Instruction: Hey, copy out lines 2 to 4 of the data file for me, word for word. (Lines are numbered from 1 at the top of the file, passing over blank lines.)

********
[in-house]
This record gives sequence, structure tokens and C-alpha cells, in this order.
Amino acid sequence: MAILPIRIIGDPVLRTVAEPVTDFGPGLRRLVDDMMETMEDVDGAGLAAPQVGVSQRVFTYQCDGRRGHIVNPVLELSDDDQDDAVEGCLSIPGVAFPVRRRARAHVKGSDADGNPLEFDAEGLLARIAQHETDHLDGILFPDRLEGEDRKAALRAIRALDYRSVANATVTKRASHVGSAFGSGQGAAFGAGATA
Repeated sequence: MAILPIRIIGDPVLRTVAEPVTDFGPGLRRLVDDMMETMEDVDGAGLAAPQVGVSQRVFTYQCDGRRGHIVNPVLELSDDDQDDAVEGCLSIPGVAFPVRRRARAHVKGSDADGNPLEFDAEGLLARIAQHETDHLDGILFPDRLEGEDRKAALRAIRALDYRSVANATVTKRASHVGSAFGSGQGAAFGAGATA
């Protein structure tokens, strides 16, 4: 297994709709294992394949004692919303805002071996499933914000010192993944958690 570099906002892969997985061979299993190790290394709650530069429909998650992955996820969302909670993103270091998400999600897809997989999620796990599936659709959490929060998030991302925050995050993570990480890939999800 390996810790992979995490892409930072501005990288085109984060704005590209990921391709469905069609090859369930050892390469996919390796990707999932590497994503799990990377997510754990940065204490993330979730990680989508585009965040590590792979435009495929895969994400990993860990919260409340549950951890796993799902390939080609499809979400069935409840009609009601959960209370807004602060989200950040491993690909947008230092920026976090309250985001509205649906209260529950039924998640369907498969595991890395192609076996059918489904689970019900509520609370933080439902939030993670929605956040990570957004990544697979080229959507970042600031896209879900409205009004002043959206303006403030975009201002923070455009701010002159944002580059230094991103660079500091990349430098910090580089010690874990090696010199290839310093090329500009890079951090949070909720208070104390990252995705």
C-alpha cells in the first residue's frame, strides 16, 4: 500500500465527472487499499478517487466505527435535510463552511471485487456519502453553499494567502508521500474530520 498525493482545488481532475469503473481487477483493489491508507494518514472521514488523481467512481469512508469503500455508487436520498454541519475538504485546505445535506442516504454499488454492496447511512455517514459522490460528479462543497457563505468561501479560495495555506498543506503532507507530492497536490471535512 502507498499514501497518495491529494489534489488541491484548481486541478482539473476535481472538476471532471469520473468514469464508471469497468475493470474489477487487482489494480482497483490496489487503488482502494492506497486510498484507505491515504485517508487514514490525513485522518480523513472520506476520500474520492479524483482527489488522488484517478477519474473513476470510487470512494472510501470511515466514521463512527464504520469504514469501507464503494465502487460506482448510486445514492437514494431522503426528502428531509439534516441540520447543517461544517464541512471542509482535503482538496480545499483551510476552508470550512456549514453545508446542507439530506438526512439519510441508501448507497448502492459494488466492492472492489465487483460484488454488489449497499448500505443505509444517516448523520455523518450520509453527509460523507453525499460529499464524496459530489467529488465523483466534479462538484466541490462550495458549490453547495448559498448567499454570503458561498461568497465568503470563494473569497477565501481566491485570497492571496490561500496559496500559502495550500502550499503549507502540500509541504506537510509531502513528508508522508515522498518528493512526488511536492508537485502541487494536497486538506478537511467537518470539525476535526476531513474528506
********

This record gives sequence, structure tokens and C-alpha cells, in this order.
Amino acid sequence: MAILPIRIIGDPVLRTVAEPVTDFGPGLRRLVDDMMETMEDVDGAGLAAPQVGVSQRVFTYQCDGRRGHIVNPVLELSDDDQDDAVEGCLSIPGVAFPVRRRARAHVKGSDADGNPLEFDAEGLLARIAQHETDHLDGILFPDRLEGEDRKAALRAIRALDYRSVANATVTKRASHVGSAFGSGQGAAFGAGATA
Repeated sequence: MAILPIRIIGDPVLRTVAEPVTDFGPGLRRLVDDMMETMEDVDGAGLAAPQVGVSQRVFTYQCDGRRGHIVNPVLELSDDDQDDAVEGCLSIPGVAFPVRRRARAHVKGSDADGNPLEFDAEGLLARIAQHETDHLDGILFPDRLEGEDRKAALRAIRALDYRSVANATVTKRASHVGSAFGSGQGAAFGAGATA